While denying earlier this week that it is "building a phone," Facebook has acknowledged that it is working with INQ Mobile on "deep integration" between mobile phone and social networking technologies.
Responding on Monday to a report in TechCrunch last weekend, a Facebook spokesperson contended that it is "not accurate" to say Facebook is building its own device.
Amid conjecture elsewhere that the company might instead be planning a Facebook-branded phone to be manufactured by a third-party, Bloomberg has reported that Facebook is collaborating with INQ on a "custom mobile phone."
Facebook's Collaboration with INQ Mobile
The report said that three people familiar with the matter have confirmed that the "custom phone" is slated for rollout in Europe early next year and the US after that -- and further, that AT&T is now deciding whether to carry the phone.
A Facebook spokesperson admitted in an e-mail that Facebook has a long-standing relationship with INQ, but elaborated little on the specific nature of the relationship.
"While we can't speak for their future product development plans, we can say that our view is that almost all experiences would be better if they were social," the spokesperson said.
"Mobile integrations that we are currently working on include everything from an HTML version of the site to full Connect support with SDKs to deeper integrations with some manufacturers, like INQ. "
What Does "Deep Integration" Mean?
Facebook also referred to "deep integration" in Monday's denial that Facebook is building a phone.
"Our approach has always been to make all phones and apps more social, not build a phone. The bottom line is that whenever we work on a deep integration, people want to call it a ‘Facebook Phone' (even internally), because that's such an attractive sound bite, but our real strategy is to make everything social and not build one phone or integration," according to the earlier statement.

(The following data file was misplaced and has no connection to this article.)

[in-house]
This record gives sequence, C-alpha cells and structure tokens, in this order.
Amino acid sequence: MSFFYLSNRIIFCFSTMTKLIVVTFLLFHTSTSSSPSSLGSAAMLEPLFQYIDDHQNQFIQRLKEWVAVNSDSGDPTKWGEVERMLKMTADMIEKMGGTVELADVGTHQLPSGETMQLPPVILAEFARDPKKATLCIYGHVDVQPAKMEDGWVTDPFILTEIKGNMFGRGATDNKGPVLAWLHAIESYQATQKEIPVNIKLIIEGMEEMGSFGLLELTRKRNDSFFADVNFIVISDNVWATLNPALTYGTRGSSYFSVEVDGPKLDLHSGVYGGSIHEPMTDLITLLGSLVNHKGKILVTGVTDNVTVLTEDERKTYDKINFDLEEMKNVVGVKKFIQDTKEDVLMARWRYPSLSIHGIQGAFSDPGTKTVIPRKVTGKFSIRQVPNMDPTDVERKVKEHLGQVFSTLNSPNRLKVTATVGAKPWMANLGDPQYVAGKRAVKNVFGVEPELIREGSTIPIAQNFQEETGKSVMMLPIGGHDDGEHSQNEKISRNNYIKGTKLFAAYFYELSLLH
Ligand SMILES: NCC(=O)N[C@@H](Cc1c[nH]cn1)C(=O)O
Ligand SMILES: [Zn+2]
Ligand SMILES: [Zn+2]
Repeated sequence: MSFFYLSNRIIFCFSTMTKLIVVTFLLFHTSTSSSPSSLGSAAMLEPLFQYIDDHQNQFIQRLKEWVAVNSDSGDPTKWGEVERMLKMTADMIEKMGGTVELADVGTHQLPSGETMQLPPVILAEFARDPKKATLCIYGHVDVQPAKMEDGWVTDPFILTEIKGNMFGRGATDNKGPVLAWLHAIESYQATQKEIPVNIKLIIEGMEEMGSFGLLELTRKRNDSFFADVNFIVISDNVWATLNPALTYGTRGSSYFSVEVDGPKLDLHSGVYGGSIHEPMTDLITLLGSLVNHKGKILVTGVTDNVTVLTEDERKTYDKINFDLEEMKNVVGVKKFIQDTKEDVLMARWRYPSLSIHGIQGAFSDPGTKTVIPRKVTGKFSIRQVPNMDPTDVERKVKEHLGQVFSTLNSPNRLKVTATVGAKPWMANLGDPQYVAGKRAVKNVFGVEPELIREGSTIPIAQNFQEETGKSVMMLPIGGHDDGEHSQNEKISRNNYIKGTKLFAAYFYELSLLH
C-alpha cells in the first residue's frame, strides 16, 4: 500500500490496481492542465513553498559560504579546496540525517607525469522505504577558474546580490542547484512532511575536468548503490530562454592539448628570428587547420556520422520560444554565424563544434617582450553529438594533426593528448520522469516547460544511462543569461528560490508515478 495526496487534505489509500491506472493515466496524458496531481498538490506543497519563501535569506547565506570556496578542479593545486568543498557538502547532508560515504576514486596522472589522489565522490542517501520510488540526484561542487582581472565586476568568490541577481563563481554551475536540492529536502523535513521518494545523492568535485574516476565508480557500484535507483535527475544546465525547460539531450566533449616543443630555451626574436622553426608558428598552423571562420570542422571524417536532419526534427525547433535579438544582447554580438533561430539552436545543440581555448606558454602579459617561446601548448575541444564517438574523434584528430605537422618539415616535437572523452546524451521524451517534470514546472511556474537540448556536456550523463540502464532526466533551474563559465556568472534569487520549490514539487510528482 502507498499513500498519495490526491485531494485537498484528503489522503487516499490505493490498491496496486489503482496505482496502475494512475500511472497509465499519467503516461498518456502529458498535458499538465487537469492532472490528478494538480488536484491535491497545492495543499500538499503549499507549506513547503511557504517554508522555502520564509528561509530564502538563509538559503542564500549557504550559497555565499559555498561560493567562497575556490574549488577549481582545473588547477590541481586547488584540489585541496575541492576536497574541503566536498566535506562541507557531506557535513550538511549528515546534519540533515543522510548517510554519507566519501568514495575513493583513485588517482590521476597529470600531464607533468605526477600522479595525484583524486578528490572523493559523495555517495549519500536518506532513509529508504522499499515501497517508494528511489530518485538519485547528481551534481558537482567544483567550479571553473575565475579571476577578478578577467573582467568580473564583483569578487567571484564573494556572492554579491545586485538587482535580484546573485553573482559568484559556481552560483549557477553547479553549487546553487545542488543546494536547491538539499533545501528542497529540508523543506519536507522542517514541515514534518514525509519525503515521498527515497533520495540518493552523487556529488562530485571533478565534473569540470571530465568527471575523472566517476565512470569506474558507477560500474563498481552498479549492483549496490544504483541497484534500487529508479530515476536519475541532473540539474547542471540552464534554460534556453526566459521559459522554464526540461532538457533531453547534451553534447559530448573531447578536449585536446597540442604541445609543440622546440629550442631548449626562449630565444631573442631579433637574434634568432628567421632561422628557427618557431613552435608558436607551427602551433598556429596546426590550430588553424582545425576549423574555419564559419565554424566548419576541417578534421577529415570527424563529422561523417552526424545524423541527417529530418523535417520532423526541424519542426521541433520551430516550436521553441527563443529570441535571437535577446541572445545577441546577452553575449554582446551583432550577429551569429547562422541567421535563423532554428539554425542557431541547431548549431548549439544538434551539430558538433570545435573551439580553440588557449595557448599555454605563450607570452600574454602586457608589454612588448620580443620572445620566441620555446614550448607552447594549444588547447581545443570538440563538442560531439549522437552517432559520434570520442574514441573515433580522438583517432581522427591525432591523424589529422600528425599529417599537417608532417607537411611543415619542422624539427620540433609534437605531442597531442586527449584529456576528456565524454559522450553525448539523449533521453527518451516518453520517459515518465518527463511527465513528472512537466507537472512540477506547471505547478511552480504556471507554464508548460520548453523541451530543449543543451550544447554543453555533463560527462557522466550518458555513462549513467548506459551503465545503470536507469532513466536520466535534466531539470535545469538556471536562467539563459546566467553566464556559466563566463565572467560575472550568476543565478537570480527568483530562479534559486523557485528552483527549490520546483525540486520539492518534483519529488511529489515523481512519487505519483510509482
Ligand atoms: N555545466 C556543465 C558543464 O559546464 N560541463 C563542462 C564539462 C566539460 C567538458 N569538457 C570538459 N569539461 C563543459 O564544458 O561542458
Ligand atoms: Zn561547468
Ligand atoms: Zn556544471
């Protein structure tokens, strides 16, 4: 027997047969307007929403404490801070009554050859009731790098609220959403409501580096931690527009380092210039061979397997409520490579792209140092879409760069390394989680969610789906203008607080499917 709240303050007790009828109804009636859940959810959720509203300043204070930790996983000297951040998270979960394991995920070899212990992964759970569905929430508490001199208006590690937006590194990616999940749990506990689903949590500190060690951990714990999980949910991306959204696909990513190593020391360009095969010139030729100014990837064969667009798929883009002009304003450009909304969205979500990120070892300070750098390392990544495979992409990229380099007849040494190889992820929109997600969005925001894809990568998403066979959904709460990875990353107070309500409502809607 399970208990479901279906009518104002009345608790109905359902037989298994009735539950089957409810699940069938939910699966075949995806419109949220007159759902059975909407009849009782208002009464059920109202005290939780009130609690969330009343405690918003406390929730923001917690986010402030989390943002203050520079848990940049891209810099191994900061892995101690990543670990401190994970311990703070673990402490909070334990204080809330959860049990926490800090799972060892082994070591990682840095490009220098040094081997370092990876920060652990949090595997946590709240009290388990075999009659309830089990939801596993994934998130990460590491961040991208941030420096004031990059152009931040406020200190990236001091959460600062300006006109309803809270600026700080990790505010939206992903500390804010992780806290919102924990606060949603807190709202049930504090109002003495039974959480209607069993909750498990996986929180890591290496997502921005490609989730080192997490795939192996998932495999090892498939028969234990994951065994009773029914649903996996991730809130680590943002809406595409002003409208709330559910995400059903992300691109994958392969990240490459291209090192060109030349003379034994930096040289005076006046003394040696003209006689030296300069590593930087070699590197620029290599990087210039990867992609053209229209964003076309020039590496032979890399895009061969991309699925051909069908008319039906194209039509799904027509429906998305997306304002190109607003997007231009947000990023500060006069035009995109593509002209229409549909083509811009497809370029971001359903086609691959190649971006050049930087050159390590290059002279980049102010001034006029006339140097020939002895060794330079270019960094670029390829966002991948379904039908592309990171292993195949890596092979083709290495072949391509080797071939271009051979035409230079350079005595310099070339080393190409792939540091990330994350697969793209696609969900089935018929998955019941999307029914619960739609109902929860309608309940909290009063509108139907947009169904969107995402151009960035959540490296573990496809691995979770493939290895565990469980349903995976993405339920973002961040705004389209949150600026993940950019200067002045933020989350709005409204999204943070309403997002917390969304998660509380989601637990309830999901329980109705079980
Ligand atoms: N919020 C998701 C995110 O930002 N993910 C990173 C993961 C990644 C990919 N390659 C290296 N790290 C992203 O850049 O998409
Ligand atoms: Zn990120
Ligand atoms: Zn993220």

The current rumors about a "Facebook phone" are reminiscent in some ways of previous industry tales about a "Google phone."
Although Google did ultimately produce the Google Nexus One, the phone was actually manufactured by HTC. By many accounts, Google marketed the company-branded phone mainly to promote its own Android OS.
Facebook, on the other hand, seems to be experimenting with phone makers on questions that include how its technology might be used on smartphones to gather personal information from subscribers, an area that could stir concerns among privacy advocates.
Facebook's e-mail on Thursday suggests that the company's work with INQ involves integration even deeper than with Facebook Connect, the company's single sign-on API (application programming interface).
Yet theoretically, even through integration with Connect, a person's Facebook identity could be deeply linked to actions with the device, providing information that might be sold to advertisers.
Facebook hasn't been working on integration at the very bottom layer of the software stack, though. In an interview with TechCrunch, Facebook CEO Mark Zuckerberg reportedly said that Facebook is not eying its own OS.
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